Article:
A scene from 'Amen.'
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**1/2 stars
130 minutes | Unrated
LIMITED: Friday, March 7, 2003
Directed by Costa-Gavras

Starring Ulrich Tukur, Mathieu Kassovitz, Ulrich Muhe, Michel Duchaussoy, Ion Caramitru, Antje Schmidt, Hanns Zieschler, Marcel Iures

Read our 1999 interview with director Costa-Gavras

  • WWII/Holocaust
  • Costa-Gavras
  • Ulrich Tukur
  • Mathieu Kassovitz

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    Compelling performances largely redeem sermonizing Holocaust drama about a conscience-stricken Nazi and Papal complaisance

    By Rob Blackwelder

    Relentlessly heavy-handed but quite compelling nonetheless, "Amen" is a loosely fact-based drama about a German SS officer's clandestine attempts to stem the Holocaust, and about the complaisance he encountered when trying to alert the world -- and more specifically the Vatican.

    Adapted in part from the eyewitness accounts written by Nazi lieutenant and chemist Kurt Gerstein (played by Ulrich Tukur) while in a French prison after World War II, the film asks the question, What's a newly-advanced Nazi with a conscience to do when exposed to the horror of Jews being gassed by the thousands with chemicals he's been ordered to provide?

    In "Amen," the answer is that he confides in a fictionalized, idealistic young priest (Mathieu Kassovitz) with direct connections to Pope Pius XII, so cowriter-director Costa-Gavras can get the pontiff on record saying nothing more than "My heart prays for the victims," while his cardinals deflect follow-up questions.

    "The Holy Father is very concerned that Hitler stop Stalin, then sign a treaty with the Americans," the heroic clergyman is told in a matter-of-fact manner.

    There's more to "Amen" than condemning the Catholic Church for its well-documented silent knowledge of the atrocities in Nazi death camps. But instead of just telling the story and letting the events speak for themselves, Costa-Gavras (whose 1997 US film "Mad City" was a similarly overwrought screed against tabloid journalism) treats scene after scene as a soapbox for pronouncements and denouncements. The James Bond-villain-like callousness of most everyone with the power to make a difference is overplayed ("If we concentrate on saving Jews, it will slow our war effort," says an American ambassador), and that by itself is enough to make the movie feel like a marathon of proselytization.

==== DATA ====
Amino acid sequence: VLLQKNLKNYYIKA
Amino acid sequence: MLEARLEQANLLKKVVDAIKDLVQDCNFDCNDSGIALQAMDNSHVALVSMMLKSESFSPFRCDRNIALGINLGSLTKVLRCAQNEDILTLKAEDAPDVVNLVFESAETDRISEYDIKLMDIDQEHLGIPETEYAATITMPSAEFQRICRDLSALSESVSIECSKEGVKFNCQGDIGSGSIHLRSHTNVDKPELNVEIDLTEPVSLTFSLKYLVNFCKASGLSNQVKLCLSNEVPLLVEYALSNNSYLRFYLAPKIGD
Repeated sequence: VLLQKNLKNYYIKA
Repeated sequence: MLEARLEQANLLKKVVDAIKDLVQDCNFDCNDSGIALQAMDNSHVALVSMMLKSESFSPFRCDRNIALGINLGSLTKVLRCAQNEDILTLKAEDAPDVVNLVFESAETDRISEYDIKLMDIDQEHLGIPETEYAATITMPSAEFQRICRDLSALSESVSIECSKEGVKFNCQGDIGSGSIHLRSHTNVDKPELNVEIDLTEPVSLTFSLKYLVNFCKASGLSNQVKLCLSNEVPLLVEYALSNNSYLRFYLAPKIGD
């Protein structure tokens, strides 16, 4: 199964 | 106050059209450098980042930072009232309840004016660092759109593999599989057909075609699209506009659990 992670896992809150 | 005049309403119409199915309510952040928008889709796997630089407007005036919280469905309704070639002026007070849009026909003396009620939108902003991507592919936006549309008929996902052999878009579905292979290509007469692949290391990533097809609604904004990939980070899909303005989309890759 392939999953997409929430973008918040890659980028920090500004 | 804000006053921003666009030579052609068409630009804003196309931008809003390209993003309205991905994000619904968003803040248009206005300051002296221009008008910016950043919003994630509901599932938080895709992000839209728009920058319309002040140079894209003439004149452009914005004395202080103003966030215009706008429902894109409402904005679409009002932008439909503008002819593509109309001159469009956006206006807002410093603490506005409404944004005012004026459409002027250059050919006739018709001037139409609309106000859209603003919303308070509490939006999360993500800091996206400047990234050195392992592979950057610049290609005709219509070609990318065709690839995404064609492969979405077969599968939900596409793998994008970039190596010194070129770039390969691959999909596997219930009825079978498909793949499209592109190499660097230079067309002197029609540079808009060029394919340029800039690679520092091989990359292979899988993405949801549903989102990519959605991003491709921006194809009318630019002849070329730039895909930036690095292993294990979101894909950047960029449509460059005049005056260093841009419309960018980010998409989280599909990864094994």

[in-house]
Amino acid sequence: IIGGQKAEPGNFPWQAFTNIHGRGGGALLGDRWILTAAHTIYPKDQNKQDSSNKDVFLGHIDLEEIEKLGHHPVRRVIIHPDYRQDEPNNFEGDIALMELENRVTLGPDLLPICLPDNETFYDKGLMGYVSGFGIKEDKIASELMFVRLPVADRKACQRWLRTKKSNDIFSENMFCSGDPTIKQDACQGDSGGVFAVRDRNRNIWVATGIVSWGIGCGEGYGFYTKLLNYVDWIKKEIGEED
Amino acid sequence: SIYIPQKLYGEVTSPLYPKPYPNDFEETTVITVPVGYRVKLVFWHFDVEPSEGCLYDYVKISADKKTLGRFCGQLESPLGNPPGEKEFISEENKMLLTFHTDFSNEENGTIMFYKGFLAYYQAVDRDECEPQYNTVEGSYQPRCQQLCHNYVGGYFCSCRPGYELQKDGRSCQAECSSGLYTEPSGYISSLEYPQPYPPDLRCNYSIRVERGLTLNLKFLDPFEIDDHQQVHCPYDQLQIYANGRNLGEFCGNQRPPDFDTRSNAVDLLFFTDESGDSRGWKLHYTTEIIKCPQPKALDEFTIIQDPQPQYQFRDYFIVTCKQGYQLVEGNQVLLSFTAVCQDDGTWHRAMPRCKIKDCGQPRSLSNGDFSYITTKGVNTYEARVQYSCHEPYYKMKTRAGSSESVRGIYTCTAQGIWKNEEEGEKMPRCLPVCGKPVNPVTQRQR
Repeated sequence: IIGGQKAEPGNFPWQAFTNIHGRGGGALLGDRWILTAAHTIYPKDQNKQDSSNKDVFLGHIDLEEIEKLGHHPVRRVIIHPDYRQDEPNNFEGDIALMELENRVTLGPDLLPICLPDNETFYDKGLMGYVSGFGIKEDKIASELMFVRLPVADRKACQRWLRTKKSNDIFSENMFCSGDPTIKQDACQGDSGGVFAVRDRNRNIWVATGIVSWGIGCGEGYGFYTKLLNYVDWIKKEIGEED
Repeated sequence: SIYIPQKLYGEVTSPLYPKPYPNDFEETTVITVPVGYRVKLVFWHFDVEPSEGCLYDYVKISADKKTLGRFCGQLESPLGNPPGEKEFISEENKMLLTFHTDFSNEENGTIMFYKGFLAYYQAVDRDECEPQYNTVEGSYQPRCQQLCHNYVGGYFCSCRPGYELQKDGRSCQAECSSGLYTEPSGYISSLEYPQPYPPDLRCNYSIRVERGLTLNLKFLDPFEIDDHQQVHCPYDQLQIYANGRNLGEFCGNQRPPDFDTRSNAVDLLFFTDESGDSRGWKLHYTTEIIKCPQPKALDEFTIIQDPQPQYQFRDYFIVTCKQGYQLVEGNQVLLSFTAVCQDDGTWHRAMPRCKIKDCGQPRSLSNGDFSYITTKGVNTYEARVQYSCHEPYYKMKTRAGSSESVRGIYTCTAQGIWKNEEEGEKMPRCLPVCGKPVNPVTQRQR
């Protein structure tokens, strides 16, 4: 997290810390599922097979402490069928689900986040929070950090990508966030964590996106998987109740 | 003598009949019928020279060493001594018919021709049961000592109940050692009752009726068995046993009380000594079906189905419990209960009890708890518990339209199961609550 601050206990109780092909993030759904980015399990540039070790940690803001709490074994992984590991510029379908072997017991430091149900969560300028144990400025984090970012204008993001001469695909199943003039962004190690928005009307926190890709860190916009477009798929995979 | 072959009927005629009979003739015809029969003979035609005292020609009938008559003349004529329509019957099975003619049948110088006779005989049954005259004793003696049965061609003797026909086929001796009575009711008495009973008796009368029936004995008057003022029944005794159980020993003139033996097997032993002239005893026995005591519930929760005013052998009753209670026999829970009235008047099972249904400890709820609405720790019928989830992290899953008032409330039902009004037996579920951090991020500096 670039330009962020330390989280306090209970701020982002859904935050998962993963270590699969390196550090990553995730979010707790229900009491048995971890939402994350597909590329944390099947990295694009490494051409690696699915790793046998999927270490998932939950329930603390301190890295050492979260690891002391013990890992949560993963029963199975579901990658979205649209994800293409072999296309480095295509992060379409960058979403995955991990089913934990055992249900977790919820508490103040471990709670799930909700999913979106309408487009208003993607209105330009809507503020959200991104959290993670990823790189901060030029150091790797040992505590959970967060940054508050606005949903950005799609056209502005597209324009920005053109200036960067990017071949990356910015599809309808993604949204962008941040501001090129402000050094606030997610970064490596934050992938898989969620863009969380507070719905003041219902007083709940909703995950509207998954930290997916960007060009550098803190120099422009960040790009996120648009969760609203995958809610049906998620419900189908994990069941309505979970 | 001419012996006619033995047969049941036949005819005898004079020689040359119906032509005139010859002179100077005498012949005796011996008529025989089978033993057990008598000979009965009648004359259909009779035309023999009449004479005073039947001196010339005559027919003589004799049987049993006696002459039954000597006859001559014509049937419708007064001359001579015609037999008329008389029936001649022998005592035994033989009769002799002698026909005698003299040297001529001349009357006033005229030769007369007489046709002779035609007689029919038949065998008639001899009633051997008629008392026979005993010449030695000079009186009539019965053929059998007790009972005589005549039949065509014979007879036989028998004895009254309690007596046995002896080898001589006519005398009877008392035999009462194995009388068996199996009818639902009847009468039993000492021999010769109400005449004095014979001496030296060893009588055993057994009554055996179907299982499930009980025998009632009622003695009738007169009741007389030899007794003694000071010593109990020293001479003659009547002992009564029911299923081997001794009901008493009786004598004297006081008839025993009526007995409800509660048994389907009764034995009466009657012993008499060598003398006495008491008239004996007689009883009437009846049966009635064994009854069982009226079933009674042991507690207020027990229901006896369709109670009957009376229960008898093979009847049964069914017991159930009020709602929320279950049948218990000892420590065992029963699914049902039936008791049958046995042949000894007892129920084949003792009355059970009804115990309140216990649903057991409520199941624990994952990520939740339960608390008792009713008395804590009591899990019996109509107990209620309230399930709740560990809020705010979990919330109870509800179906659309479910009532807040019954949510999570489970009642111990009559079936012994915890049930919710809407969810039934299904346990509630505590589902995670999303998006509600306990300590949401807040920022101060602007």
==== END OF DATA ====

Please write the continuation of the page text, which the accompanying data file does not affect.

Luckily the moving, memorable lead performances keep the picture grounded. German actor Tukur (who recently appeared in Steven Soderbergh's "Solaris") fully personifies the dread he faces while maintaining his character's facade of normalcy. Gerstein does what he can by way of sabotage, sending to the prison camps weakened gas that won't act as quickly, thereby slowing down the murder rate. He tries to get word out of Germany through several people he hopes he can trust (yet, inexplicably, he never discusses anything with his worried wife). And when asked why he doesn't resign from the SS, he replies with a shudder in his voice, "There must be a witness."

    Kassovitz (a big star in France and best known in the US as Audrey Tautou's object of desire in "Amélie") is compassionately riveting as Father Riccardo Fontana, who is a composite character meant to represent all the priests who fought against the Nazi persecution of Jews. His dogged pursuit of an audience with the Pope and his ultimate frustration -- which leads to martyring himself as a death camp inmate -- is the film's emotional lynchpin.

    "Amen" has other plusses (the score is beautiful and tense) and minuses (shot in English with mostly French and German actors, dialogue is sometimes dubbed or badly delivered) -- and it ends with a rather confusing (or perhaps badly-translated) text-scroll about Gerstein's ultimate fate. It says the man, who died in prison soon after writing his detailed accounts, was "rehabilitated 20 years later" instead of "exonerated 20 year later."

    But how deeply this parable affects moviegoers may depend entirely on how each individual feels about the director's sermonizing narrative tactics.


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